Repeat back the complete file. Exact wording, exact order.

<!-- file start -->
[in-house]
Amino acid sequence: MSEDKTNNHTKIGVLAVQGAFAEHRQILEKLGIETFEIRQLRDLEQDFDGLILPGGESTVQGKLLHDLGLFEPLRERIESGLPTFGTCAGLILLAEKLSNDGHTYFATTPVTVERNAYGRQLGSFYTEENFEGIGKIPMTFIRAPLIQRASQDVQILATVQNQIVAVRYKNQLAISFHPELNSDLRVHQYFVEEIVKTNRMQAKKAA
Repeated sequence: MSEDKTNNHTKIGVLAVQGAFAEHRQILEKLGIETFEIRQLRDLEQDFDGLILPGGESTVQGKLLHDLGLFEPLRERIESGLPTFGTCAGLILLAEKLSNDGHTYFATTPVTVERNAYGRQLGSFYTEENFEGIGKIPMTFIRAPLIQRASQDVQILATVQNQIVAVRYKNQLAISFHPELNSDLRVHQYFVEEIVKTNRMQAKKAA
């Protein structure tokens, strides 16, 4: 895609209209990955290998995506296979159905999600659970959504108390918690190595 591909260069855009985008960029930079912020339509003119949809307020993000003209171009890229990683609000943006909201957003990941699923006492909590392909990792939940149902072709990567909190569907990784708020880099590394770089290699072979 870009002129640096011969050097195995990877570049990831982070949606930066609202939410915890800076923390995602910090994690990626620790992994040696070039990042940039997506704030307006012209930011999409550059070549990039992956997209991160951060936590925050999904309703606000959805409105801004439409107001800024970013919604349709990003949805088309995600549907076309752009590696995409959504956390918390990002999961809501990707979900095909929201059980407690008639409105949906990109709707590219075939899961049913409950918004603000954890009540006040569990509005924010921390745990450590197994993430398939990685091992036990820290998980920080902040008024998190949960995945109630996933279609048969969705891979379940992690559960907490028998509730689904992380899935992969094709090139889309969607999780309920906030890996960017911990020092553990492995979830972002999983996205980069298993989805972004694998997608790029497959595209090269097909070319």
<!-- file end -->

[in-house]
Amino acid sequence: MSEDKTNNHTKIGVLAVQGAFAEHRQILEKLGIETFEIRQLRDLEQDFDGLILPGGESTVQGKLLHDLGLFEPLRERIESGLPTFGTCAGLILLAEKLSNDGHTYFATTPVTVERNAYGRQLGSFYTEENFEGIGKIPMTFIRAPLIQRASQDVQILATVQNQIVAVRYKNQLAISFHPELNSDLRVHQYFVEEIVKTNRMQAKKAA
Repeated sequence: MSEDKTNNHTKIGVLAVQGAFAEHRQILEKLGIETFEIRQLRDLEQDFDGLILPGGESTVQGKLLHDLGLFEPLRERIESGLPTFGTCAGLILLAEKLSNDGHTYFATTPVTVERNAYGRQLGSFYTEENFEGIGKIPMTFIRAPLIQRASQDVQILATVQNQIVAVRYKNQLAISFHPELNSDLRVHQYFVEEIVKTNRMQAKKAA
């Protein structure tokens, strides 16, 4: 895609209209990955290998995506296979159905999600659970959504108390918690190595 591909260069855009985008960029930079912020339509003119949809307020993000003209171009890229990683609000943006909201957003990941699923006492909590392909990792939940149902072709990567909190569907990784708020880099590394770089290699072979 870009002129640096011969050097195995990877570049990831982070949606930066609202939410915890800076923390995602910090994690990626620790992994040696070039990042940039997506704030307006012209930011999409550059070549990039992956997209991160951060936590925050999904309703606000959805409105801004439409107001800024970013919604349709990003949805088309995600549907076309752009590696995409959504956390918390990002999961809501990707979900095909929201059980407690008639409105949906990109709707590219075939899961049913409950918004603000954890009540006040569990509005924010921390745990450590197994993430398939990685091992036990820290998980920080902040008024998190949960995945109630996933279609048969969705891979379940992690559960907490028998509730689904992380899935992969094709090139889309969607999780309920906030890996960017911990020092553990492995979830972002999983996205980069298993989805972004694998997608790029497959595209090269097909070319």